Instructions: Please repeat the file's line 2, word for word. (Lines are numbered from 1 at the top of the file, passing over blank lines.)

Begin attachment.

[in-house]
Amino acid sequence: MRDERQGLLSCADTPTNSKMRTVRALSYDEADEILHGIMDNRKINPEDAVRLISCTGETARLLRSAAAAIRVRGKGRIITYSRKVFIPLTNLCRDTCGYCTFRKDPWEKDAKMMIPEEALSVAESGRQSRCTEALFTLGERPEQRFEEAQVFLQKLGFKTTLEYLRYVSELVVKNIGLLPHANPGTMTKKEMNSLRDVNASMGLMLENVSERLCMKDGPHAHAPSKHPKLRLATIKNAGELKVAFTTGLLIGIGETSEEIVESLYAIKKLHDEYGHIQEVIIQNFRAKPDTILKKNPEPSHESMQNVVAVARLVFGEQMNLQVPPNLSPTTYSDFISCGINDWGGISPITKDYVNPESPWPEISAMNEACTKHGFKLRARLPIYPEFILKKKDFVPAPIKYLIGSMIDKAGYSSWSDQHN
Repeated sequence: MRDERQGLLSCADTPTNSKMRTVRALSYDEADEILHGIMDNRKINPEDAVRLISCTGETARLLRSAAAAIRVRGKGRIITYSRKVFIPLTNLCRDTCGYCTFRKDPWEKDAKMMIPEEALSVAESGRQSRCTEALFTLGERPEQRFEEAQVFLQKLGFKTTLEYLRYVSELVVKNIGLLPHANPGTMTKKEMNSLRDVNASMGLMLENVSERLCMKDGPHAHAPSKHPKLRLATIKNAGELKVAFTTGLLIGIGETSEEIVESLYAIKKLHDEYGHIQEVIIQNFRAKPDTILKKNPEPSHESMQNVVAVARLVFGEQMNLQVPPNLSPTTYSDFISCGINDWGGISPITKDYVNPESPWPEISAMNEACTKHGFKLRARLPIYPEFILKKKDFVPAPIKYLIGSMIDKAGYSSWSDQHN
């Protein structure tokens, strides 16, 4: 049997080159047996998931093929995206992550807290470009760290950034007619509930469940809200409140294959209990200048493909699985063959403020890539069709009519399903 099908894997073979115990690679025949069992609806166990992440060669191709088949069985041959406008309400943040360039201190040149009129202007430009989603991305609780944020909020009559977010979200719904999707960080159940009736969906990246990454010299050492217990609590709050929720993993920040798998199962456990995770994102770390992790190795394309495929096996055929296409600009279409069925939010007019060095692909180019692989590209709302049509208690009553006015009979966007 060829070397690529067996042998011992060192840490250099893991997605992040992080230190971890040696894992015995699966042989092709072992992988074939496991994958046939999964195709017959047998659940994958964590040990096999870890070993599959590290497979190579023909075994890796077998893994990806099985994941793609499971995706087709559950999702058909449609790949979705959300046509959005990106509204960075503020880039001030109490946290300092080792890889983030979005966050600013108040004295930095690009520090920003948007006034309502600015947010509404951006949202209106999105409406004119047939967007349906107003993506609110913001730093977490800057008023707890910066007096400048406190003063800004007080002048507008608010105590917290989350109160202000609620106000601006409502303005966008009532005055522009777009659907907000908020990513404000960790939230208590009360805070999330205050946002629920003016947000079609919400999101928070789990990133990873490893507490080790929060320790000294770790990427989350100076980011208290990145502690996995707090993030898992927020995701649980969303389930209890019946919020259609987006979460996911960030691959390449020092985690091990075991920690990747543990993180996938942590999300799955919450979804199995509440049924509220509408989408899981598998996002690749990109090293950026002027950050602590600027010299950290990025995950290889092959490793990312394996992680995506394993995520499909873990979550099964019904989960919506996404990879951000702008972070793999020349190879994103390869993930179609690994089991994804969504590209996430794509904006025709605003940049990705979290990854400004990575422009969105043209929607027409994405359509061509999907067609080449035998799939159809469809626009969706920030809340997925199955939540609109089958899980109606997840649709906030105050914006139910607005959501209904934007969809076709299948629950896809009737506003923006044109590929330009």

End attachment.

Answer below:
Amino acid sequence: MRDERQGLLSCADTPTNSKMRTVRALSYDEADEILHGIMDNRKINPEDAVRLISCTGETARLLRSAAAAIRVRGKGRIITYSRKVFIPLTNLCRDTCGYCTFRKDPWEKDAKMMIPEEALSVAESGRQSRCTEALFTLGERPEQRFEEAQVFLQKLGFKTTLEYLRYVSELVVKNIGLLPHANPGTMTKKEMNSLRDVNASMGLMLENVSERLCMKDGPHAHAPSKHPKLRLATIKNAGELKVAFTTGLLIGIGETSEEIVESLYAIKKLHDEYGHIQEVIIQNFRAKPDTILKKNPEPSHESMQNVVAVARLVFGEQMNLQVPPNLSPTTYSDFISCGINDWGGISPITKDYVNPESPWPEISAMNEACTKHGFKLRARLPIYPEFILKKKDFVPAPIKYLIGSMIDKAGYSSWSDQHN